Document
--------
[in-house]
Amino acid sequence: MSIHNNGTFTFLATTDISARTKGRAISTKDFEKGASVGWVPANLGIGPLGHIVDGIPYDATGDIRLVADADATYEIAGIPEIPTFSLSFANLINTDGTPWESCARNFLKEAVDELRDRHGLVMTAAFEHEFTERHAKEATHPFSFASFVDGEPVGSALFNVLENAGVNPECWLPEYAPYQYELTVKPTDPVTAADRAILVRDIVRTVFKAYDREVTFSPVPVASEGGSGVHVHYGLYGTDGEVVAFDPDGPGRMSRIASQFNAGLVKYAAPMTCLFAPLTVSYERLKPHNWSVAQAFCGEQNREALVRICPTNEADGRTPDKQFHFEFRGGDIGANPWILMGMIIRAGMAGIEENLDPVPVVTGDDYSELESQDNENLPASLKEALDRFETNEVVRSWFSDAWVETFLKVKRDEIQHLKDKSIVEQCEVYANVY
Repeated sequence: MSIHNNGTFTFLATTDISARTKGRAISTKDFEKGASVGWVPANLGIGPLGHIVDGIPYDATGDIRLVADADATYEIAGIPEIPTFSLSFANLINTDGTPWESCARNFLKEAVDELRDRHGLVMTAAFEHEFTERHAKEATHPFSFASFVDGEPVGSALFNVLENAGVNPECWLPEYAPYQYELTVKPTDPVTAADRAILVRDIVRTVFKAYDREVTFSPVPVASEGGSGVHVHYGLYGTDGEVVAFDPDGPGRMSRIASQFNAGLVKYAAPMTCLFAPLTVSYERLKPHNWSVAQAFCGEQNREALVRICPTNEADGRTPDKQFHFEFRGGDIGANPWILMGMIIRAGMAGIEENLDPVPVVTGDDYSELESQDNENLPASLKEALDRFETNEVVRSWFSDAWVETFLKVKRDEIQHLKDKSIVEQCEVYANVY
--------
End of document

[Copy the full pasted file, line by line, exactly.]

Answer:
[in-house]
Amino acid sequence: MSIHNNGTFTFLATTDISARTKGRAISTKDFEKGASVGWVPANLGIGPLGHIVDGIPYDATGDIRLVADADATYEIAGIPEIPTFSLSFANLINTDGTPWESCARNFLKEAVDELRDRHGLVMTAAFEHEFTERHAKEATHPFSFASFVDGEPVGSALFNVLENAGVNPECWLPEYAPYQYELTVKPTDPVTAADRAILVRDIVRTVFKAYDREVTFSPVPVASEGGSGVHVHYGLYGTDGEVVAFDPDGPGRMSRIASQFNAGLVKYAAPMTCLFAPLTVSYERLKPHNWSVAQAFCGEQNREALVRICPTNEADGRTPDKQFHFEFRGGDIGANPWILMGMIIRAGMAGIEENLDPVPVVTGDDYSELESQDNENLPASLKEALDRFETNEVVRSWFSDAWVETFLKVKRDEIQHLKDKSIVEQCEVYANVY
Repeated sequence: MSIHNNGTFTFLATTDISARTKGRAISTKDFEKGASVGWVPANLGIGPLGHIVDGIPYDATGDIRLVADADATYEIAGIPEIPTFSLSFANLINTDGTPWESCARNFLKEAVDELRDRHGLVMTAAFEHEFTERHAKEATHPFSFASFVDGEPVGSALFNVLENAGVNPECWLPEYAPYQYELTVKPTDPVTAADRAILVRDIVRTVFKAYDREVTFSPVPVASEGGSGVHVHYGLYGTDGEVVAFDPDGPGRMSRIASQFNAGLVKYAAPMTCLFAPLTVSYERLKPHNWSVAQAFCGEQNREALVRICPTNEADGRTPDKQFHFEFRGGDIGANPWILMGMIIRAGMAGIEENLDPVPVVTGDDYSELESQDNENLPASLKEALDRFETNEVVRSWFSDAWVETFLKVKRDEIQHLKDKSIVEQCEVYANVY